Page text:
22 Dec 2011

Where Things Come Back by John Corey Whaley

#3. Where Things Come Back by John Corey Whaley

I feel like it’s unfair for me to praise this book, to insist you read it, because clearly this book was written expressly for me. Or at least expressly to the narrow window of readers that I most resemble, or something. Anyway, of COURSE I loved this book because I couldn’t NOT love this book. This novel could be a 250-page subliminal message that suggests I go on a quick killing spree or light my neighbor’s house on fire or vote Republican. Wouldn’t matter. I would still love it.

See? Not fair.

Here are the things I love: in general and about Where Things Come Back:

1. Realism I just read a semester’s worth of science fiction and fantasy. Yes, I am feeling more warmly toward this genre of the fantastic than ever before… but no. I do not love you, sci-fi fantasy, like I love realism. I feel like this makes me weird, but I am okay with that. To make matters worse, this was my first post-SFF read. Insert water+desert metaphor here. Where Things Come Back is exactly what I want from a work of young adult realism: rich cast of characters I want to know more about and their multifaceted relationships. Meaningful settings. A protagonist who hasn’t figured it all out yet, who makes questionable decisions, who speaks to you, the reader, with an understated urgency, pulling you into his world and his story.

2. Multiple Narrators Again, I think this makes me weird. I’ve heard a lot of people kvetch about novels with multiple POVs. Personally, I like them. Where Things Come Back has two: first- person protagonist/narrator, Cullen Witter, and a third-person storyline about a young missionary in Africa. And not only are these two unlikely stories intricately intertwined, they both become equally interesting and compelling reads, which is multiple POVs done right.

3. Ivory-Billed Woodpeckers  Ever since I read The Race to Save the Lord God Bird for a class on Phillip Hoose’s literary oeuvre, I have found these semi-extinct birds completely fascinating. And maybe because they are so innately mysterious themselves, I feel like whenever a Lord God Bird pops up in any form of media, I pay attention. In this novel, the Ivory-Billed Woodpecker is all over the place – the town where Cullen lives is the site of a potential sighting – but then again, the bird is actually nowhere to be found. Cullen doesn’t have as much reverence or curiosity about these birds as I do, but because this book has woodpeckers, it’s a book I like.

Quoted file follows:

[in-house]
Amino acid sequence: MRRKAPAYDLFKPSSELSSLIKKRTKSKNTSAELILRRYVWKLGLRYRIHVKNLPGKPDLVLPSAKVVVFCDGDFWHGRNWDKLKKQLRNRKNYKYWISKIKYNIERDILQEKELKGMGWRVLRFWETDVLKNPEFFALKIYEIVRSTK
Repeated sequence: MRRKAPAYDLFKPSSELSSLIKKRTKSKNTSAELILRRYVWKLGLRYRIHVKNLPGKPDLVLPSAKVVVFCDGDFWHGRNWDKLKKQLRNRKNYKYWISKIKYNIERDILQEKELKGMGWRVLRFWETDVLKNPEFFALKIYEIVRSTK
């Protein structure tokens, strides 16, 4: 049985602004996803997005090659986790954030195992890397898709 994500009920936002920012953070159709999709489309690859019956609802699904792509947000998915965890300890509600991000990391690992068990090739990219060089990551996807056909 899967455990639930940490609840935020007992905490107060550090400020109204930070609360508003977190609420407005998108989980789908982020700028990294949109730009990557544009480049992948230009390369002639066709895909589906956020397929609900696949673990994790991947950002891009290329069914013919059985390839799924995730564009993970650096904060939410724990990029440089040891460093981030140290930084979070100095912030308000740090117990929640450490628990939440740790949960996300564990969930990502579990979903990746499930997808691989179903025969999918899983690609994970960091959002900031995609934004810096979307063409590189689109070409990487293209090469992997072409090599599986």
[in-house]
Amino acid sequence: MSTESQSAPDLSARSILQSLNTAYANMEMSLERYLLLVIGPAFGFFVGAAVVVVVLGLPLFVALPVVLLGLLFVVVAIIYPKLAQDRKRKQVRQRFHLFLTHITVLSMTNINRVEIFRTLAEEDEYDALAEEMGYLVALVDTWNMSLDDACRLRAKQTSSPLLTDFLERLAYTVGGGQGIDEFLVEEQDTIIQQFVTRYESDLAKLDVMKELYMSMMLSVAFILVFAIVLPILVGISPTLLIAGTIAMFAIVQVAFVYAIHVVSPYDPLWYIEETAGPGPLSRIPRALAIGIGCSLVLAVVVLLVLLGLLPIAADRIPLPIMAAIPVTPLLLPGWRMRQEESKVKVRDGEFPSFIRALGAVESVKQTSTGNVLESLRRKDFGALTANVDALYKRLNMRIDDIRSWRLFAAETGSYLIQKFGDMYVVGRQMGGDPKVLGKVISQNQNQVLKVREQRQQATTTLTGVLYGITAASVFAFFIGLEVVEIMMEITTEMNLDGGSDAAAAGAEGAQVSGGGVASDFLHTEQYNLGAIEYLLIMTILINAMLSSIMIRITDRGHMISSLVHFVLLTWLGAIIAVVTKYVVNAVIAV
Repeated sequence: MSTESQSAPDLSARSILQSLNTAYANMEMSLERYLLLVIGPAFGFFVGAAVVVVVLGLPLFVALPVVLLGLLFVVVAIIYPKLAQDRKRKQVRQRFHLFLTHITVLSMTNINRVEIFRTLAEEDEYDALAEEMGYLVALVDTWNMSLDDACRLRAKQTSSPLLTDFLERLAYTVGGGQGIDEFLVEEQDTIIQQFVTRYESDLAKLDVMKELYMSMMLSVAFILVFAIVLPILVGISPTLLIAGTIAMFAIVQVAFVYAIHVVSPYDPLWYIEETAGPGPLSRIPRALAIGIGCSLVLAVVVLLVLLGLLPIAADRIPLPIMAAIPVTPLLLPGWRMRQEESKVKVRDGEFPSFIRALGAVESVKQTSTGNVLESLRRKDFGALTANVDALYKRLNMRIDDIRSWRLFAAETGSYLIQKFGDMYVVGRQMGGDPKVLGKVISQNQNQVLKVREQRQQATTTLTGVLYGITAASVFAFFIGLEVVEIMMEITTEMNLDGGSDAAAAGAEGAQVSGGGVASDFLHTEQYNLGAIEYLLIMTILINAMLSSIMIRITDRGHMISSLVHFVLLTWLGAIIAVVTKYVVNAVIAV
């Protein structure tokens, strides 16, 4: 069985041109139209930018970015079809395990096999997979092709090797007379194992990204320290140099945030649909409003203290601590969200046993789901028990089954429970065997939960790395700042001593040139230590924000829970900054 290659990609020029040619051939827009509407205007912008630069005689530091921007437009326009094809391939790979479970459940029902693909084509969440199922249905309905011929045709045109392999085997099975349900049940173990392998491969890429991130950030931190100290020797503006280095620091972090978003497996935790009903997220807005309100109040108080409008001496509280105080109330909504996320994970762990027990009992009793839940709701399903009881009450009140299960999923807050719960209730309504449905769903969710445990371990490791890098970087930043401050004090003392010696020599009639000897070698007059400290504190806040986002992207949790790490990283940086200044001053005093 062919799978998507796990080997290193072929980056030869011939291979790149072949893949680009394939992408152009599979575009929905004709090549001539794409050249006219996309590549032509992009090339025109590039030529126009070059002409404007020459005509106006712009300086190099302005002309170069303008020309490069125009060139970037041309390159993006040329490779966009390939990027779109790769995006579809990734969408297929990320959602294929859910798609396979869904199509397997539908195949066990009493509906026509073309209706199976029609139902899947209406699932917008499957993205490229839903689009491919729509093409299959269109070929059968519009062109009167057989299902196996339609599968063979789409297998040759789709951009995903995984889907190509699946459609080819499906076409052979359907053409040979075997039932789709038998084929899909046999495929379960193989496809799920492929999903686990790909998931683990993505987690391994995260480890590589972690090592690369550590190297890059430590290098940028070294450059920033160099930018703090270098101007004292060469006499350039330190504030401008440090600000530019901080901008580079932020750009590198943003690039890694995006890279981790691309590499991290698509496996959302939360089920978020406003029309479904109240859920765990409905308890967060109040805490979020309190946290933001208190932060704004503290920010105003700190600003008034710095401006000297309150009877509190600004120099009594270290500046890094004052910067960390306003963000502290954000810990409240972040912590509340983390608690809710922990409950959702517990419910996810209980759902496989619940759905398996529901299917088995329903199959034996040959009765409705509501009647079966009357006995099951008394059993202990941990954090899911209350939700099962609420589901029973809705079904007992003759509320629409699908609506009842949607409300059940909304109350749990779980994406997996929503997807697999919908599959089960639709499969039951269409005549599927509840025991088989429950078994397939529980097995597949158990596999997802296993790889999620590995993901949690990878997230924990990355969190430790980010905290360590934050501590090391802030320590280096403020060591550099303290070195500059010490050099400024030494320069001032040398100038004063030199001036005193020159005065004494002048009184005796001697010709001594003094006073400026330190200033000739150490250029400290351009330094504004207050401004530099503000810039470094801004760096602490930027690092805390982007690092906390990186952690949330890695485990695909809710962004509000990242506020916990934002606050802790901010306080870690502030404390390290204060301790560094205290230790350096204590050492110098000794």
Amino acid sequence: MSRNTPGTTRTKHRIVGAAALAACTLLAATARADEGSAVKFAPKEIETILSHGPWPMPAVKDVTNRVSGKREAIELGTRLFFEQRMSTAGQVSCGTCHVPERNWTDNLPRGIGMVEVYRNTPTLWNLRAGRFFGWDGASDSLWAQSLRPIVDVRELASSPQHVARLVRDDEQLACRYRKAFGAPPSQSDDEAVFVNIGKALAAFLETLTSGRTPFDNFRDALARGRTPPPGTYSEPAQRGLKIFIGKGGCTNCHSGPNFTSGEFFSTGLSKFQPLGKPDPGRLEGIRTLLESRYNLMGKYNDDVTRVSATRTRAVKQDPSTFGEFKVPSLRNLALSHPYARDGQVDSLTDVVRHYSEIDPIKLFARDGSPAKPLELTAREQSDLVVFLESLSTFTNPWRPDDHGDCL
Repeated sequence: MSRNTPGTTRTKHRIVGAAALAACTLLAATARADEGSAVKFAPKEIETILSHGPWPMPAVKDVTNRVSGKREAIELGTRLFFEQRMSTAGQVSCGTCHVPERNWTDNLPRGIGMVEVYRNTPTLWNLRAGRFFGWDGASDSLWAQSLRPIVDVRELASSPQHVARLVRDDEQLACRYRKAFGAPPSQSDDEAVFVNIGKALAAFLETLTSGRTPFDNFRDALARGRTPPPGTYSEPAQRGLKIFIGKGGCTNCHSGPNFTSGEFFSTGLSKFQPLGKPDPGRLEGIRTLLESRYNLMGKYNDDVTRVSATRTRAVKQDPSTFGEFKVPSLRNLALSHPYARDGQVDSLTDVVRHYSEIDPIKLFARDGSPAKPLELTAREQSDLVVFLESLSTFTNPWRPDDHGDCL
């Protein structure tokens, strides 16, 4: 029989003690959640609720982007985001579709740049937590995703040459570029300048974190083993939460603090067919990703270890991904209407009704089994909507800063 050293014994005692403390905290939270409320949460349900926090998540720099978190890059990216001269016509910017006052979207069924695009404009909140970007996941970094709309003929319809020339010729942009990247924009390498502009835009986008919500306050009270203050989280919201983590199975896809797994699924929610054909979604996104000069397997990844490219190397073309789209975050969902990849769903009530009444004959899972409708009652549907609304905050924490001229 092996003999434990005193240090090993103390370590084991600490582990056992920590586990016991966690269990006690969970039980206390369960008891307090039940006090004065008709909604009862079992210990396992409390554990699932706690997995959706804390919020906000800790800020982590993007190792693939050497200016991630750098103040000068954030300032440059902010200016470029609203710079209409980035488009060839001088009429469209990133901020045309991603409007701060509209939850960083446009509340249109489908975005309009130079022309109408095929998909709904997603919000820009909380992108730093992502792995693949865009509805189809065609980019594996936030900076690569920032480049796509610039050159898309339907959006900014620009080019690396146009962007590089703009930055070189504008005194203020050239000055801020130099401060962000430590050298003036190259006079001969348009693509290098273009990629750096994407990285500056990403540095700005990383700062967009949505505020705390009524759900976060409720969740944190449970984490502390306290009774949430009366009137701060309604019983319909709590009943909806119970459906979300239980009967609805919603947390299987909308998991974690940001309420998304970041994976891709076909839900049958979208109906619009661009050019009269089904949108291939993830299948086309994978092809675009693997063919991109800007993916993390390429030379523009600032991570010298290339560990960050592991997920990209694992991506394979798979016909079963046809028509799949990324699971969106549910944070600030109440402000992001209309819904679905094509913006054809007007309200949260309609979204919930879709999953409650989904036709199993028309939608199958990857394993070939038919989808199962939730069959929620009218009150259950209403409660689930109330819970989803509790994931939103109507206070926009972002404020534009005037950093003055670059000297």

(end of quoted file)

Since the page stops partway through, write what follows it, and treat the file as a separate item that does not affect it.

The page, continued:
Yes, yes. I am weird. I get it.

4. Sufjan Stevens John Corey Whaley reports that the idea for this book came from Sufjan Stevens’s song, The Lord God Bird. I love Sufjan Stevens. Anyone who listens to/draws inspiration from his music is okay by me. But most impressively, Whaley is able to capture something of the same aesthetic as a Sufjan Stevens song. Major points.

5. The Cult of the Author I am susceptible to hype, impressed by literary awards and recognitions, and a fan of cute boys.

See: Blog buzz, National Book Foundation 5 Under 35, William C. Morris Award noms. I’ll let you Google Image the last one at your own discretion.

Whaley gives off some John Green vibes, yo. Give him a few years and he’ll have a legion of fan-people. You heard it here first. This book is THAT good. If you build it, they will come, etc.

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